I love the 'puttu-kadala curry combination, a Malayalee staple, and my husband does not…which means that it is not made very often at our home. When I was in India, earlier this summer, I had decided to fill up on all the foods that I don’t make here. My mother had mentioned a street vendor near our home, who sold fresh puttu every morning. My father went one day, but the guy had sold out completely, by around 7.30 A.M. Imagine how good his business must be..and his puttu too! Finally, towards the end of my stay, I got to taste his puttu and kadala curry. They were really good, a little too spicy, but tasty!
Back home after my vacation, I realized that Square Meals did not have a post on puttu…how embarrassing even for a half-mallu blog!!! I had to rectify the situation immediately, so I decided to make it over the weekend. My very reluctant husband also agreed and I was thrilled.
Puttu (Serves 1)
Note: I make mine in a coconut shell, so the proportions will vary for those who use the cylindrical puttu pot/steamer.
Rice flour – 1 cup
Salt – ½ tsp
Grated coconut as required
Water as required
Mix the rice flour and salt. Now sprinkle water with one hand while you mix the flour with your finger tips. Continue until the flour takes on a slightly crumbly texture.The test is to take some of the flour mixture and squeeze it in your hand. When released, it should hold its form and not fall apart.
As the rice flour is being prepped, fill the pressure cooker or puttu pot with about 2-21/2 cups of water and place on the stove. This way, the steam will have formed by the time you place the puttu for cooking. When choosing a coconut shell, pick one that is stable when placed on the cooker.
Place a tablespoon of coconut at the bottom (coconut shell/puttu cylinder), top with half of the flour mixture. Place another tablespoon of coconut and top off with the remaining flour. You can add more coconut as the last layer if you please. Carefully place the coconut shell on the nozzle of the cooker (where you would usually put the weight), cover and let it cook.
Depending on the size of the coconut, the puttu will take about 10-12 minutes to cook. Once done, remove the coconut shell, carefully, place a plate on it and gently turn upside down. Voila, your steamed rice cake is ready to be devoured.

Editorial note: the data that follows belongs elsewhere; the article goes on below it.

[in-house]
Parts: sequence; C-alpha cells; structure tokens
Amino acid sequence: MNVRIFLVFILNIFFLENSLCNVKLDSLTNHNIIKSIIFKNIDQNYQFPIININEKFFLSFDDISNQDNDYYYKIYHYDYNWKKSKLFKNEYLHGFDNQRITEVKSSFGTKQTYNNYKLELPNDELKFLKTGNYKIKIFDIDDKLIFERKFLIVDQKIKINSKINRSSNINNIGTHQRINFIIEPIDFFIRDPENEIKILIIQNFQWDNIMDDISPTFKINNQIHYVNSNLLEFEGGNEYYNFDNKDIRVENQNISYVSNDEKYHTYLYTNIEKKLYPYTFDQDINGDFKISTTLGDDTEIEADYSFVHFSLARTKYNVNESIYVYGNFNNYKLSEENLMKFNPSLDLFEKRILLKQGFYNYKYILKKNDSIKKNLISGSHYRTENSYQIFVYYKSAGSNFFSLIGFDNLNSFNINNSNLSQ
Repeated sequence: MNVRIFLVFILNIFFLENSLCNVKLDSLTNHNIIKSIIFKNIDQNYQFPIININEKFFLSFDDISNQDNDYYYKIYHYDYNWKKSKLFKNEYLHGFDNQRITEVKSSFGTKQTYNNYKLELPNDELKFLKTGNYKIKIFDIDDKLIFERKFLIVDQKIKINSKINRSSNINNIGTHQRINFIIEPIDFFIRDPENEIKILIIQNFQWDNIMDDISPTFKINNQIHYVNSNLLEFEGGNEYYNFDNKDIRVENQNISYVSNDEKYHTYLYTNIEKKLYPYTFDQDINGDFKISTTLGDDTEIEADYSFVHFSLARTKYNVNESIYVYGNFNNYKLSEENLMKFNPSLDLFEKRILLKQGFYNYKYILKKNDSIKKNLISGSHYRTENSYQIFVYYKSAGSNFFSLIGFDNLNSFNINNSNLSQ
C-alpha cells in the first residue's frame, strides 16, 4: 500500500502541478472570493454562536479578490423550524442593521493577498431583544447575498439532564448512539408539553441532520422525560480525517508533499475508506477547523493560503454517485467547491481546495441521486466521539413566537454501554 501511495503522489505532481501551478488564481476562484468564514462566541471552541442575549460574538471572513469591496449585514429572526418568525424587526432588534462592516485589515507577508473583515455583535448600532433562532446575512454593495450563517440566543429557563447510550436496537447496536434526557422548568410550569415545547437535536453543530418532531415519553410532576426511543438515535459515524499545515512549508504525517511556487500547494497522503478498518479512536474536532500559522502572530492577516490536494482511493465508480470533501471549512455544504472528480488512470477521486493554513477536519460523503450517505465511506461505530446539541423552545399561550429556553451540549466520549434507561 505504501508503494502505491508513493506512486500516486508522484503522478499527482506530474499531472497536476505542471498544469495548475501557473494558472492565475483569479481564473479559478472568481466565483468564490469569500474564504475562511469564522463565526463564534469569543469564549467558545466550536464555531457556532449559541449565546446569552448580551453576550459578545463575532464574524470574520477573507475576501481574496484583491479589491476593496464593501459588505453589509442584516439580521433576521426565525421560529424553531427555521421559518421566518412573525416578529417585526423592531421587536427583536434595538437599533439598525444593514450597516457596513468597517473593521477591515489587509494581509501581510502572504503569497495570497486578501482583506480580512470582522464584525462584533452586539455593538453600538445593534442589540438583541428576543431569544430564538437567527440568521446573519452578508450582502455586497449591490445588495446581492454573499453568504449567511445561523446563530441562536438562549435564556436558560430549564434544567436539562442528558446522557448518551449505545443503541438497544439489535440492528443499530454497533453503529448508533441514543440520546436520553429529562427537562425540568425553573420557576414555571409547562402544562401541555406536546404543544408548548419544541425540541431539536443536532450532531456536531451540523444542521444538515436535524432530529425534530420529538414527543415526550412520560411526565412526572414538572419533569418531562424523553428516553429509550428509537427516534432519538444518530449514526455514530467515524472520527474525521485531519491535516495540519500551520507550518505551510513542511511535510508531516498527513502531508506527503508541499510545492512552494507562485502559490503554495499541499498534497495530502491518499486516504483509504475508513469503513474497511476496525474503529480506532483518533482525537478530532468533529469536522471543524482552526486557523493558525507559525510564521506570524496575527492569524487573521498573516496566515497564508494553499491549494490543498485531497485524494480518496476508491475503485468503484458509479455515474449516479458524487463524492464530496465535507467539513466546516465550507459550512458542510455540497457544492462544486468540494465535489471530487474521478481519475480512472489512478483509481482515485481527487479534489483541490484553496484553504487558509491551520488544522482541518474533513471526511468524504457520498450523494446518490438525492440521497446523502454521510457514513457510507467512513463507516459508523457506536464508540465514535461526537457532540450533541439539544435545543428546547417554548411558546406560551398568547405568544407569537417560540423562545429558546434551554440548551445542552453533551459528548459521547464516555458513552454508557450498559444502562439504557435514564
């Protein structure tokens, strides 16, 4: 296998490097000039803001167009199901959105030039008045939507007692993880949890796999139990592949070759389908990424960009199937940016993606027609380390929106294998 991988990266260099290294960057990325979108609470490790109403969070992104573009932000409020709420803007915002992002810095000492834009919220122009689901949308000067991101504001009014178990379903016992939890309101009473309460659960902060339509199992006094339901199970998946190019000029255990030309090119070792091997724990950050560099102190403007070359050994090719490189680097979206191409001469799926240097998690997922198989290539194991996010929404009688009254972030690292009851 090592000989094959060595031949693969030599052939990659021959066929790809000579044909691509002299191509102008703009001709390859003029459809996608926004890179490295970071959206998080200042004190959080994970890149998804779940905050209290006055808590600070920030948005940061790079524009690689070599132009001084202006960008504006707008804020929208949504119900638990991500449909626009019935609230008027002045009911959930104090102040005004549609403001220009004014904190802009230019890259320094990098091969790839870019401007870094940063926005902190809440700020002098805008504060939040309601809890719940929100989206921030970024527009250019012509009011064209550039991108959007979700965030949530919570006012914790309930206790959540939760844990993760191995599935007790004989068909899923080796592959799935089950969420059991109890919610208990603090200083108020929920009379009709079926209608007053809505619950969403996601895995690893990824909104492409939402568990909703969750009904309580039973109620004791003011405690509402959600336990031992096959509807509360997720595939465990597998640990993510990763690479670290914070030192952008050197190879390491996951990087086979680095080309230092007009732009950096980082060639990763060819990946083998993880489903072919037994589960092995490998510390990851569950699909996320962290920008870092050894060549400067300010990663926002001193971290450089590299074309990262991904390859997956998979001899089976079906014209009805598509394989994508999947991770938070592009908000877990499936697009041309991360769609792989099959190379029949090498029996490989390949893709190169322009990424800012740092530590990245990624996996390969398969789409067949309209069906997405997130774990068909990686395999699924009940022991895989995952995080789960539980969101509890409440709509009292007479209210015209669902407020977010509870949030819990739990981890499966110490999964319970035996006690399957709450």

Puttu is traditionally eaten with kadala curry (black channa), payar curry (green gram), banana and papad. Another combination, to satisfy your sweet tooth, is puttu with sugar and banana.
Since the kadala curry was the bait to get my husband to eat puttu, I had no other option.
KadalaCurry (Serves 2)
Black channa – ½ cup
Coriander seeds (dhania) – ½ tbsp
Cumin seeds (jeera) – 1 tsp
Red chilies – 2-3 (more or less according to taste)
Pearl onion (sambar onion) – 3-4 (for grinding) and 2-3 tbsps finely chopped for seasoning
Coconut oil – 1-2 tbsps
Grated coconut – ¼ cup
Salt to taste
Curry leaves for garnish
Soak the channa for 6-7 hours or overnight and cook. Even after a 7 hour soak, the channa took 8 whistles in the pressure cooker. So, you'll just have to re-cook it if it is not done the first time around.
Heat 2 tsps of oil in a small pan and add the coriander seeds, cumin, small onions and red chillies. Sauté until the coriander seeds pop when pressed. Turn off the heat and add the grated coconut. Grind into a smooth mixture and keep aside. Meanwhile, place the channa back on the stove. If there is too much water, remove drain and keep aside for later use. Add the ground mixture to the channa, add salt to taste and mix well. Allow it to simmer for 10 minutes. If the gravy feels too thick, add some of the liquid that you removed earlier. As it simmers, sauté the chopped pearl onions in coconut oil until dark brown. Keep ready.
Once the gravy comes together well, take it off the heat, add the curry leaves and the sautéed onions and serve with your puttu.
Note: This kadala curry can be paired with Idiyappam (string hoppers) and Aappam (an Indian pancake).
Puttu can also be made with ragi flour, wheat flour and maize.